Please release this set on vinyl! It would be a true blessing to audiophiles. We don't need no stinking itunes/ipods/downloads!
You don't have to add the art one song at a time in itunes. All you have to do is highlight all of the songs by clicking on the first song, scroll down to the last one (depending on which show you're working on ) and then hold the shift key down and click on the last song. Everything highlights, then right click on the highlighted songs and find the tab for artwork. Paste it right in.
Boy, Keith has tasty chops in some of these tunes. I think he was very underated.
I had no idea those pictures were there. Thanks for pointing them out. I copied them as will add it to my iTunes tonight. A fun little project as I watch the Mets game.
I found the jpg's I saw. You can get them when you go to purchase the set. All four covers are lined up right there for the task. I too am ready to peruse the art. Very cool.
I copied the picture right from this websight. The story about the new Winterland 1973 release has a picture you can click and enlarge. I just copied the picture and saved it on my computer. I added it to each song after I burned each CD and loaded the shows on my iTunes and iPod. It can be a bit of a tedious process because it has to be uploaded for each song. Nonethless, the picture is very cool when you are playing songs in iTunes.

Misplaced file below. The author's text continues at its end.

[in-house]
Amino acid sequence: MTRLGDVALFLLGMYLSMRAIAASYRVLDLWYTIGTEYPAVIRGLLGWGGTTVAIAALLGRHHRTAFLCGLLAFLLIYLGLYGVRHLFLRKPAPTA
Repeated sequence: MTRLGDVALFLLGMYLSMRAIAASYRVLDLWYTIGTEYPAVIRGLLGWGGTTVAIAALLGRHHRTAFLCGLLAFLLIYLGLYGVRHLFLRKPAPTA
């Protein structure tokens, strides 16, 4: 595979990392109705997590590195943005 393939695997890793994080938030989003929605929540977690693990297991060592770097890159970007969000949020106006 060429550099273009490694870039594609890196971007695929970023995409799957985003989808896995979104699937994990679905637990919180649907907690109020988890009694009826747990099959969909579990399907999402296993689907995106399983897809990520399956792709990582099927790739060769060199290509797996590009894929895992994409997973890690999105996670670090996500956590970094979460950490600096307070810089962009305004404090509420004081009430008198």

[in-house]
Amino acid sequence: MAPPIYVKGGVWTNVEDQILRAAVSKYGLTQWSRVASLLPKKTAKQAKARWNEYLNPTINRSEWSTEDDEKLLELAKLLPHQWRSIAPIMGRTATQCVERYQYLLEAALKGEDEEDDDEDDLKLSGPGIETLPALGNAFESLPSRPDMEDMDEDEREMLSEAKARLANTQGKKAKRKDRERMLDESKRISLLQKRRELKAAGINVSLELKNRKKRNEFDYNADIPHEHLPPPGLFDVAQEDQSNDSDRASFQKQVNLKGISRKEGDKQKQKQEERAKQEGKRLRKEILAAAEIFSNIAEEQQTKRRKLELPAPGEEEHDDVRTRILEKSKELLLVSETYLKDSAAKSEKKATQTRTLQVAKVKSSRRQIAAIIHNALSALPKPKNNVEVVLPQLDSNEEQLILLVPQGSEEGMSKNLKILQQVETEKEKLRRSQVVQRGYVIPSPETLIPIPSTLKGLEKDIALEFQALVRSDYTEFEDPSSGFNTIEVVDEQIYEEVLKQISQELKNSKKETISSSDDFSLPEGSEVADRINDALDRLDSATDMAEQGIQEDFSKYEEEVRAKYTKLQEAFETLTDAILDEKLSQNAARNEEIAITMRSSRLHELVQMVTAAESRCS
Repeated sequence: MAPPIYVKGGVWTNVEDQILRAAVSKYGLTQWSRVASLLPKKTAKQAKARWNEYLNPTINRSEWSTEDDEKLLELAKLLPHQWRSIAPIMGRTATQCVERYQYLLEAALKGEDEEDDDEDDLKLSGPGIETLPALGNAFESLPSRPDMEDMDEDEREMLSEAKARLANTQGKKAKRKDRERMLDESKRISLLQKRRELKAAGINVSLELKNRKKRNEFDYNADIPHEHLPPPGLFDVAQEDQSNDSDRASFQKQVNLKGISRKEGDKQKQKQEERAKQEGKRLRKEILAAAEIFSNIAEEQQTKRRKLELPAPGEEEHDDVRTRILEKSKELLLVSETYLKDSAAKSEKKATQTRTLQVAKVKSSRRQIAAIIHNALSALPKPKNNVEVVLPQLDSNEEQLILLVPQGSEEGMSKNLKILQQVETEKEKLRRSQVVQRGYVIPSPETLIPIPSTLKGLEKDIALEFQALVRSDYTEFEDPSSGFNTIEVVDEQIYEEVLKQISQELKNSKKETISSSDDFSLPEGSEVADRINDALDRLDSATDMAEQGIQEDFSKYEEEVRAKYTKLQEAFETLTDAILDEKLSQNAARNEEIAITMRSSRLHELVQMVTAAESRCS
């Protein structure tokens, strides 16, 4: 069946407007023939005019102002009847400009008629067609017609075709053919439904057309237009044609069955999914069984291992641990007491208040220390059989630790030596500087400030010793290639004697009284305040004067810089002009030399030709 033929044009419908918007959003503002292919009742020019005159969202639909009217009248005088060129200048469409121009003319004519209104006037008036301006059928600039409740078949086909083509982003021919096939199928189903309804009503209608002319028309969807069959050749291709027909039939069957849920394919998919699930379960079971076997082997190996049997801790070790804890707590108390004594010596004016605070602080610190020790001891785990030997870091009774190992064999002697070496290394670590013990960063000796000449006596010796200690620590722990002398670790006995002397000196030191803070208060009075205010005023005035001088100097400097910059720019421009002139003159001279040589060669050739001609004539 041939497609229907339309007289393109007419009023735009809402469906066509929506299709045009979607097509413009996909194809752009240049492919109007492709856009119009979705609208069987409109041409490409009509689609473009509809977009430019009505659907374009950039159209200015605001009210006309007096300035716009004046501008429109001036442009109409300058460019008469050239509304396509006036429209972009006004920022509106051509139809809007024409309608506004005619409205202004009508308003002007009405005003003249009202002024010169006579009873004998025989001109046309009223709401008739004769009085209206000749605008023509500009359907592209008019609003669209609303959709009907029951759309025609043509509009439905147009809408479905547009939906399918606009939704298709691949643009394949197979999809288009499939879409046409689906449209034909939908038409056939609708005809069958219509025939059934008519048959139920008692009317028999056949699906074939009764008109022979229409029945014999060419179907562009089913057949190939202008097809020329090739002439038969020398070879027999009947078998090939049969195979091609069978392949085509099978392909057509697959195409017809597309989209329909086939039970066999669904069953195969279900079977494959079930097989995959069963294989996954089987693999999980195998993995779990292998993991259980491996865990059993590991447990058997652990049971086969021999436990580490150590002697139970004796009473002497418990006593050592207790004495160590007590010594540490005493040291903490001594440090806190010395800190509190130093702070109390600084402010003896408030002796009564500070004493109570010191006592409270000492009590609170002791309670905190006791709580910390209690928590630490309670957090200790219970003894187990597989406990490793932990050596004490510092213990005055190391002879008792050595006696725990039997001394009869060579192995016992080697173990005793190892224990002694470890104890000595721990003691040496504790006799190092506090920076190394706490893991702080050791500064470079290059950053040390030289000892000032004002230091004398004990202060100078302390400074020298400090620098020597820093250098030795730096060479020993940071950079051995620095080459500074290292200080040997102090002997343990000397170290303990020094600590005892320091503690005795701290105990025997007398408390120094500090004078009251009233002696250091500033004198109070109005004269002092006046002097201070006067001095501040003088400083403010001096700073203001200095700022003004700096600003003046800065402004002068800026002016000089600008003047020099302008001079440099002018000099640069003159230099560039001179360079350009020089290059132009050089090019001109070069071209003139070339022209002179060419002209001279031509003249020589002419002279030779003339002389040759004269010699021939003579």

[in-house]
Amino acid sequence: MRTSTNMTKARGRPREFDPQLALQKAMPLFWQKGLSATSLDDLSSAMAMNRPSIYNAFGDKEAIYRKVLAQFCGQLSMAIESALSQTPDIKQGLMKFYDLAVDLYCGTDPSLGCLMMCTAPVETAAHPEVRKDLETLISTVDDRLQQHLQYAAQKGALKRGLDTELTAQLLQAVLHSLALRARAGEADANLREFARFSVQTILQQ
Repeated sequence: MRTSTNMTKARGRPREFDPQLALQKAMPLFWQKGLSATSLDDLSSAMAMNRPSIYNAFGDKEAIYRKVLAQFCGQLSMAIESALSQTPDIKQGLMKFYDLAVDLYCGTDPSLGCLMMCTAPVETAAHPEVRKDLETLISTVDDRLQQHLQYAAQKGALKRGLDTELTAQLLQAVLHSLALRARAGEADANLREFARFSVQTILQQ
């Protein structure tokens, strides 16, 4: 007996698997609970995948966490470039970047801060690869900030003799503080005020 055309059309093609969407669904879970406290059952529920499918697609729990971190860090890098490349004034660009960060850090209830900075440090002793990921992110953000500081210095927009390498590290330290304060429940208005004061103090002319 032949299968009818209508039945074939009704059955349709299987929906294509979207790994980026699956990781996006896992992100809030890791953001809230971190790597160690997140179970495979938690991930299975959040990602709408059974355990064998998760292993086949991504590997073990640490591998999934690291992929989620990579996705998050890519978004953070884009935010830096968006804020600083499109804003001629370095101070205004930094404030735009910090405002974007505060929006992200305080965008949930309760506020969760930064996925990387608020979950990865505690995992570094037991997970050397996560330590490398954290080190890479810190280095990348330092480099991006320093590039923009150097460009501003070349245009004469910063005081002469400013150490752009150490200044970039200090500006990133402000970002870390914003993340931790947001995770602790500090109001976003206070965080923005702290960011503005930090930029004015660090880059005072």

I too must be one of the lucky ones as I have had no issue burning/uploading Bertha or any other song or disc from the compilation.
Overall, it is good stuff. 1973 was a year that wasn't represented well among my collection of shows and this is good representation for that period. The packaging is cool and identifing all the historical people/figures in the drawing can be a good way to spend a few minutes. I noticed alot of different people, but who is the heavyset guy right in front of the picture in the middle with the glasses, beard and black shirt to the left of the alligator?